Muthumani Karuppiah - Assistant Professor-Research
Jewell Walters - Postdoctoral Fellow
Daniel Villarreal - PhD Student
Megan Wise - PhD Student
Seleeke Flingai - PhD Student
Emma Reuschel - PhD Student
Veronica Scott - Postdoctoral Fellow
Jaemi Chu - Research Technician
Colleen Tingey - Research Technician
Michael Merva - Lab Manager

Description of Clinical Expertise

Clinical immunology, Clinical Vaccine trial development

Selected Publications

Ferraro B, Talbott KT, Balakrishnan A, Cisper N, Morrow MP, Hutnick NA, Myles DJ, Shedlock DJ, Obeng-Adjei N, Yan J, Kayatani AK, Richie N, Cabrera W, Shiver R, Khan AS, Brown AS, Yang M, Wille-Reece U, Birkett AJ, Sardesai NY, Weiner DB. : Inducing humoral and cellular responses to multiple sporozoite and liver-stage malaria antigens using exogenous plasmid DNA. Infect Immun. Page: 3709-20, Oct 2013.

Kalams SA, Parker SD, Elizaga M, Metch B, Edupuganti S, Hural J, De Rosa S, Carter DK, Rybczyk K, Frank I, Fuchs J, Koblin B, Kim DH, Joseph P, Keefer MC, Baden LR, Eldridge J, Boyer J, Sherwat A, Cardinali M, Allen M, Pensiero M, Butler C, Khan AS, Yan J, Sardesai NY, Kublin JG, Weiner DB: Safety and Comparative Immunogenicity of an HIV-1 DNA Vaccine in Combination with Plasmid Interleukin 12 and Impact of Intramuscular Electroporation for Delivery. NIAID HIV Vaccine Trials Network. J Infect Dis Sep 2013.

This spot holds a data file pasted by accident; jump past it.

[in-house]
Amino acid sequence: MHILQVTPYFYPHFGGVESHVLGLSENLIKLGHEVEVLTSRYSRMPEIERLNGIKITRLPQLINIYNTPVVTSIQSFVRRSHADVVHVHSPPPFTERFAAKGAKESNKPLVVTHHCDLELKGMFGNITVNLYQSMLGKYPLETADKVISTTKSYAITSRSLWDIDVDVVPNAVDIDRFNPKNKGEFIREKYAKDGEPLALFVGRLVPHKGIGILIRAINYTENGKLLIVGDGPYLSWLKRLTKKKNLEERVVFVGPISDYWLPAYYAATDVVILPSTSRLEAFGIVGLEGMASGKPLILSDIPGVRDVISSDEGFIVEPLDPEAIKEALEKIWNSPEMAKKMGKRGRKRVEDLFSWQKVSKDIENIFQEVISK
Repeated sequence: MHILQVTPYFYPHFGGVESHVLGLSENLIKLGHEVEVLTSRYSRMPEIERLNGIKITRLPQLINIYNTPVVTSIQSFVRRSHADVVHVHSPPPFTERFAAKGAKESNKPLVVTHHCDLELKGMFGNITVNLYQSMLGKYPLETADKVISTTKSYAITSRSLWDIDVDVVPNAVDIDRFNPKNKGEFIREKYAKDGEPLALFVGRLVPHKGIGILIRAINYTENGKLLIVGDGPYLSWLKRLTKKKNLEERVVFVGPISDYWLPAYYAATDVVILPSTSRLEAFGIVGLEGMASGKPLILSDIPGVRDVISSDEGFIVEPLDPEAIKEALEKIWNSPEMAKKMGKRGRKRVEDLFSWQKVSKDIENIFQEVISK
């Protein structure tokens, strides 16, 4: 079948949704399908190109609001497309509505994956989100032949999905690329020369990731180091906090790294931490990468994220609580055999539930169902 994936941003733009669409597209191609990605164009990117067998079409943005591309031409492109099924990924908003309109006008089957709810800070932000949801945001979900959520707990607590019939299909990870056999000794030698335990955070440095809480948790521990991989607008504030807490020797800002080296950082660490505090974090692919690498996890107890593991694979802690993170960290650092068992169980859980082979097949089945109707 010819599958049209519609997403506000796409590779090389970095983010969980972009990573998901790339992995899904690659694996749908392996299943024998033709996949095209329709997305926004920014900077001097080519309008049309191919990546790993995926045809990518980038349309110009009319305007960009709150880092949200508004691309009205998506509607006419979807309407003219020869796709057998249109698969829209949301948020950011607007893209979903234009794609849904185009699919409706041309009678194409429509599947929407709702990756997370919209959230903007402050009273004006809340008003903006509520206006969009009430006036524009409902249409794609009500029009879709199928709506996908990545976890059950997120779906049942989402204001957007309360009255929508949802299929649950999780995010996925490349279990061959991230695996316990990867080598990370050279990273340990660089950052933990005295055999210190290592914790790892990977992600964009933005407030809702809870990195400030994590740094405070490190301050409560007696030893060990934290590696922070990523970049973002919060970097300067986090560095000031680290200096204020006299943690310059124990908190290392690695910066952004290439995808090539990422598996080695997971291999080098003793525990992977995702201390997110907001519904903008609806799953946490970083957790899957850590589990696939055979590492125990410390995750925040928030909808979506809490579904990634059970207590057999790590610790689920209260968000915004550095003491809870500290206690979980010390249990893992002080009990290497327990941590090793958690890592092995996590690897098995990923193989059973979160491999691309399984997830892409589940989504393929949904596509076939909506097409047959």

Obeng-Adjei N, Choo DK, Weiner DB: Hydrodynamic immunization leads to poor CD8 T-cell expansion, low frequency of memory CTLs and ineffective antiviral protection. Cancer Gene Ther. Aug 2013.

Ouma GO, Rodriguez E, Muthumani K, Weiner DB, Wilensky RL, Mohler ER : In vivo electroporation of constitutively expressed HIF-1α plasmid DNA improves neovascularization in a mouse model of limb ischemia. J Vasc Surg Jul 2013.

Shedlock DJ, Aviles J, Talbott KT, Wong G, Wu SJ, Villarreal DO, Myles DJ, Croyle MA, Yan J, Kobinger GP, Weiner DB: Induction of broad cytotoxic T cells by protective DNA vaccination against Marburg and Ebola. Mol Ther. Jul 2013.

Villarreal DO, Talbott KT, Choo DK, Shedlock DJ, Weiner DB : Synthetic DNA vaccine strategies against persistent viral infections. Expert Rev Vaccines May 2013.

DB Weiner: RNA-based vaccination: sending a strong message. Mol Ther 21(3): 506-8, Mar 2013.

Kulkarni V, Rosati M, Valentin A, Ganneru B, Singh AK, Yan J, Rolland M, Alicea C, Beach RK, Zhang GM, Le Gall S, Broderick KE, Sardesai NY, Heckerman D, Mothe B, Brander C, Weiner DB, Mullins JI, Pavlakis GN, Felber BK: HIV-1 p24(gag) derived conserved element DNA vaccine increases the breadth of immune response in mice. PLoS One Mar 2013.

Bao H, Ramanathan AA, Kawalakar O, Sundaram SG, Tingey C, Bian CB, Muruganandam N, Vijayachari P, Sardesai NY, Weiner DB, Ugen KE, Muthumani K: Nonstructural protein 2 (nsP2) of Chikungunya virus (CHIKV) enhances protective immunity mediated by a CHIKV envelope protein expressing DNA Vaccine. Viral Immunol. Feb 2013.

Shedlock DJ, Talbott KT, Wu SJ, Wilson CM, Muthumani K, Boyer JD, Sardesai NY, Awasthi S, Weiner DB: Vaccination with synthetic constructs expressing cytomegalovirus immunogens is highly T cell immunogenic in mice. Hum Vaccin Immunother Nov 2012.

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Last updated: 01/23/2017